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The grain complex that $7 corn built

The Schwarze family more than doubled grain storage capacity by investing in four slightly used bins and a tower dryer this summer.
Drying bottlenecks, marketing restrictions, lead to grain bin expansion.

Last spring with grain prices near 10-year highs, Mark Schwarze went shopping to fix harvest bottlenecks and increase his family’s grain farm storage capacity.

“My goal is to just be able to handle more grain in the fall,” says Schwarze, who grows corn and soybeans with dad Colby and brother Mike near Decatur, IL. “In heavy bushel years, the big challenges were storing wet grain, then having to shut the combine off and waiting to dry, and have enough dry storage to handle it all – a classic bottleneck.”

Like so many farmers Schwarze began pricing new grain bins, but price increases of 35% and 37% steered him toward used options. He purchased a nearby five-year old grain setup that included four large bins, two legs, a tower dryer, and scales. He sold existing grain equipment to help pay for the slightly used but newer bin setup.

“It was a hassle to have contractors take it down, pour new concrete, and set up it up again but compared to the cost of new bins, it was much more cost effective,” he says.

And what a difference it made. Four ‘slightly used’ bins more than doubled storage capacity from 170,000 bu. to 400,000 bu. Gone is the old batch dryer, replaced by a larger, more efficient tower dryer, rated to dry 1,000 bu. 15 moisture points per hour.  Schwarze is planning to put in a drive-over scale and move the grain pit to the home farm from another location.

When it comes to infrastructure upgrades this year, Schwarze is one of the lucky ones. He had concrete poured by md-May and the storage setup was just getting finishing touches as harvest began this fall. Other farmers who purchased new bins or buildings last spring are still waiting, victims of pandemic-induced supply chain problems.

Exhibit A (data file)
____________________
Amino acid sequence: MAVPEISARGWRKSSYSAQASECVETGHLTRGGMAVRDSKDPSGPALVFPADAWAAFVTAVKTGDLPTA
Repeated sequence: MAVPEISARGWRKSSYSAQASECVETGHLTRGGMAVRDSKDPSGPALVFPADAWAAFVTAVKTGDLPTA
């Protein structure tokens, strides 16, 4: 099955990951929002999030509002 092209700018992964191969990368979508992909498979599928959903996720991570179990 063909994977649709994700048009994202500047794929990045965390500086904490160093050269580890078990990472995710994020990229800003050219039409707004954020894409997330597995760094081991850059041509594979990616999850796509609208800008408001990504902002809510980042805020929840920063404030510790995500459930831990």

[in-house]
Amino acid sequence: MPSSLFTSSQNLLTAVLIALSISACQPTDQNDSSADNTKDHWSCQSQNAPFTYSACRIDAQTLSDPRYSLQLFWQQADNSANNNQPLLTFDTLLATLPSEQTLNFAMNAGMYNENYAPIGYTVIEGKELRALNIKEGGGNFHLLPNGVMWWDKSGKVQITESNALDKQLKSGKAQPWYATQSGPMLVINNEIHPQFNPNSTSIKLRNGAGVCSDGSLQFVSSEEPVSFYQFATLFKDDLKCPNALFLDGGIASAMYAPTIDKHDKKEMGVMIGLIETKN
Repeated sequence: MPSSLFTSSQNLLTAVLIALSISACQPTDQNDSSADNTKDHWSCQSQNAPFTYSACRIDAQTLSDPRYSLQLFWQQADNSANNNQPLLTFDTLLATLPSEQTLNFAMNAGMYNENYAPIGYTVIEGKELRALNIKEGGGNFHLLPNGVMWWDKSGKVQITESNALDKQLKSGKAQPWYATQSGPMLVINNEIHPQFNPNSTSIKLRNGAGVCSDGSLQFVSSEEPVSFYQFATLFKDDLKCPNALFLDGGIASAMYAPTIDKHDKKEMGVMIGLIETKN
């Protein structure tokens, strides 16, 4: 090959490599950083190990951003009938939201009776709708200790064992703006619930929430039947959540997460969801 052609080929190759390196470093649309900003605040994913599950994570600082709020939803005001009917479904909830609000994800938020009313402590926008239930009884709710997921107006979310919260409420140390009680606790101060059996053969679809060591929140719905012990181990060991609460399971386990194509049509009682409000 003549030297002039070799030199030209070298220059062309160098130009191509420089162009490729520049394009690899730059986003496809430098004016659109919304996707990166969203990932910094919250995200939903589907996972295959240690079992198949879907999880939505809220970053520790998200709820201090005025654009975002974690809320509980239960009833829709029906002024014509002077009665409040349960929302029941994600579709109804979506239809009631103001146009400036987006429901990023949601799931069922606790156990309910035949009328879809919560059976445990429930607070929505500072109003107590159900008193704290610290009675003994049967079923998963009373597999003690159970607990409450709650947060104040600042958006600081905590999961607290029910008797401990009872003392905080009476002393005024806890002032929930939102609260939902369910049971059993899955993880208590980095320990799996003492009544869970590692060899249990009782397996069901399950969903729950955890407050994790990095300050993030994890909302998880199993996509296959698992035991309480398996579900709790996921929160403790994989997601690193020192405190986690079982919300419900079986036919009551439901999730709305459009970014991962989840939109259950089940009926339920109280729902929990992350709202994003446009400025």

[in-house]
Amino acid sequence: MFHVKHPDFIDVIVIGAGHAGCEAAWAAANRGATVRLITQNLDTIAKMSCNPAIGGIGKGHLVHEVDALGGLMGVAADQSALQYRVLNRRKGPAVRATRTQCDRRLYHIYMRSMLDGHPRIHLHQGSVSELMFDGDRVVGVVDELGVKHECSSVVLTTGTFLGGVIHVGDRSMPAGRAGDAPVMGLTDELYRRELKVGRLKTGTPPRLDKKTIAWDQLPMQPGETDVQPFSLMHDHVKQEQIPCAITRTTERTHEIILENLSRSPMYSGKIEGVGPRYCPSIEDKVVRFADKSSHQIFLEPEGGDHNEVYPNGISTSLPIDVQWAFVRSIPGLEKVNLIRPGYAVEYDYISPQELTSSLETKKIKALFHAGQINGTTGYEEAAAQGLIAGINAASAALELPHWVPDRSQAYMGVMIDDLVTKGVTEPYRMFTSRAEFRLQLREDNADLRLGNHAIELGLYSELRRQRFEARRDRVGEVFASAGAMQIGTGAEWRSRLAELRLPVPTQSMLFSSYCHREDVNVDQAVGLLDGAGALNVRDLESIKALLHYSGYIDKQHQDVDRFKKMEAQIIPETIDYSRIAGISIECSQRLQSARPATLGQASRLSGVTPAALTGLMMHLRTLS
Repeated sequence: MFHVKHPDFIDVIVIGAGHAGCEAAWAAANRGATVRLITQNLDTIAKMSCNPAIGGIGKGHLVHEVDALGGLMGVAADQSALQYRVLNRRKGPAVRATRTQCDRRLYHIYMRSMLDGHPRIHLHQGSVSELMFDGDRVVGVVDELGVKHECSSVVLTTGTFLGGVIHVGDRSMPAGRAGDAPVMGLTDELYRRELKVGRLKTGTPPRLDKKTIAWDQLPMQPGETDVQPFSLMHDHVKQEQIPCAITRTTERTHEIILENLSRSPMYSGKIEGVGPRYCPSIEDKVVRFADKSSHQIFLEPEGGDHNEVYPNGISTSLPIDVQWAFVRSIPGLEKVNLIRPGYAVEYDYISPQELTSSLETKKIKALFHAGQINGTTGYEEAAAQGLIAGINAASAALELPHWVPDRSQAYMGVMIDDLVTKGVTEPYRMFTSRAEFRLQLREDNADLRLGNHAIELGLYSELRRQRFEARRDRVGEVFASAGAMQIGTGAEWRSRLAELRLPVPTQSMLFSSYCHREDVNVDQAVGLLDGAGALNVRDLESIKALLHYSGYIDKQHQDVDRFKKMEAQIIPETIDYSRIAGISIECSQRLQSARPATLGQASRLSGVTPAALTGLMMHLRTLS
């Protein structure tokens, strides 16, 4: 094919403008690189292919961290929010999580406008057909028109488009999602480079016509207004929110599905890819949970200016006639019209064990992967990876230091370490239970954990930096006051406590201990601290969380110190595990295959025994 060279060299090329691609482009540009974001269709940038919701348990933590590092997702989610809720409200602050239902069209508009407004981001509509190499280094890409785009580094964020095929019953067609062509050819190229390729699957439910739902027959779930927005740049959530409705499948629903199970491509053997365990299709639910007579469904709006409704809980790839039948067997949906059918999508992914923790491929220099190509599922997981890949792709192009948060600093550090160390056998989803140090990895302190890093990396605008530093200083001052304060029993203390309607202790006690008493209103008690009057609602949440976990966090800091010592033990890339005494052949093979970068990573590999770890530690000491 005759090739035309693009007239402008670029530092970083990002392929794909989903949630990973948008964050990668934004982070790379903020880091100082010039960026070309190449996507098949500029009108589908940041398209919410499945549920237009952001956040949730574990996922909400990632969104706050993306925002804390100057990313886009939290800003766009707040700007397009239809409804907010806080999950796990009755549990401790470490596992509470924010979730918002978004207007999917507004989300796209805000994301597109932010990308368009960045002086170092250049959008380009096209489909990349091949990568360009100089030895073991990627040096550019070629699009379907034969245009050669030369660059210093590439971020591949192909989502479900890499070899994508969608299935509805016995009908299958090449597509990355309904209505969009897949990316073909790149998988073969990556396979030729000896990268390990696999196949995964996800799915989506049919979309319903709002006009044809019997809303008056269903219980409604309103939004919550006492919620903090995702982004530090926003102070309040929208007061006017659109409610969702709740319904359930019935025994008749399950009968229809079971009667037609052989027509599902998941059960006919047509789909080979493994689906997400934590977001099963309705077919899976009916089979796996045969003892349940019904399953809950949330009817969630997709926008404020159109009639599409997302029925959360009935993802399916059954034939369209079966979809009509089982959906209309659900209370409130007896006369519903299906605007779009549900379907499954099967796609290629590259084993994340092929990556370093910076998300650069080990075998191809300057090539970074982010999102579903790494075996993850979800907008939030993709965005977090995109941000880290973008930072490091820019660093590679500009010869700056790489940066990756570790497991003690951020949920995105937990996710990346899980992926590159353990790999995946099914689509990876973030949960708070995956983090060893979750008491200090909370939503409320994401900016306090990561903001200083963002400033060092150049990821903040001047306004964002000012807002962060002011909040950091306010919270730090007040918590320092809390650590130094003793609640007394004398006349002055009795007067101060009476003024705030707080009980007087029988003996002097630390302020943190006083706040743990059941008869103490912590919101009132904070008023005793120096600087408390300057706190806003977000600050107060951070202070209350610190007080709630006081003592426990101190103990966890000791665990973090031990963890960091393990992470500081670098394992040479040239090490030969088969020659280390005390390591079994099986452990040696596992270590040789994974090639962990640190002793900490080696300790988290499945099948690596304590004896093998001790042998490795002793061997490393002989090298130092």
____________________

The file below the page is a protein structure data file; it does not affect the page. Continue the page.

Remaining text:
High grain prices helped Schwarze pull the trigger on the new setup, which he, his wife and two kids gratefully acknowledged with handprints and “$7.40 corn” scrawled into the concrete pad before the bins were anchored in.

Set up for growth

As Schwarze sees it, these million-dollar infrastructure investments aren’t just short-term fixes. Schwarze and his brother Mike are young operators with growing families.

“I’m just trying to get set up for growth,” he says.

Schwarze began thinking about upgrading infrastructure ever since he came back to the farm in 2006. He’s added on-farm fertilizer storage and a chemical bay. He buys fuel in bulk and last year added an 18,000-gal. propane tank for drying. He even added a new concrete pad for another dryer he expects they will need five years from now.

“We’re always looking for an opportunity to buy bulk ahead, and sometimes you can hit a home run on prices,” he says. For example, Schwarze was able to buy 28% liquid N before the big price run up this fall. That cheaper nitrogen will be applied to 2022 crops, helping to preserve profit margins.

Even with the larger drying set up he believes power costs should remain near five-year averages, in part thanks to solar panels installed two years ago. In peak energy times like cold fall or winter days, the farm’s meter runs forward, but when the drying system is off, it’s daytime and the sun is out, the meter will roll backwards.

“The solar panels bank power for us,” he explains. “Sometimes our monthly energy bill is $300 and sometimes it’s zero; it just depends on usage.”

Revamped marketing strategies

Besides fixing harvest bottlenecks, the new setup gives Schwarze more marketing options. He’s done the math on the cost of storage and potentially higher revenue from making sales throughout the marketing year.

“Nobody can predict the future, but with volatile markets, this will help me make better decisions and avoid panic selling before harvest,” he says.

Before expansion, the smaller grain storage capacity forced Schwarze to be very aggressive on pre-harvest sales. “Now I can ship a little or store a lot, and won’t be stressed out or worried about how late the local elevators are open.

“We want to use our bins as a marketing tool and take advantage of January through August prices and capture premiums,” he adds. “You do have opportunities to make money with storage, in terms of holding it through the year.

“If not, why bother?”

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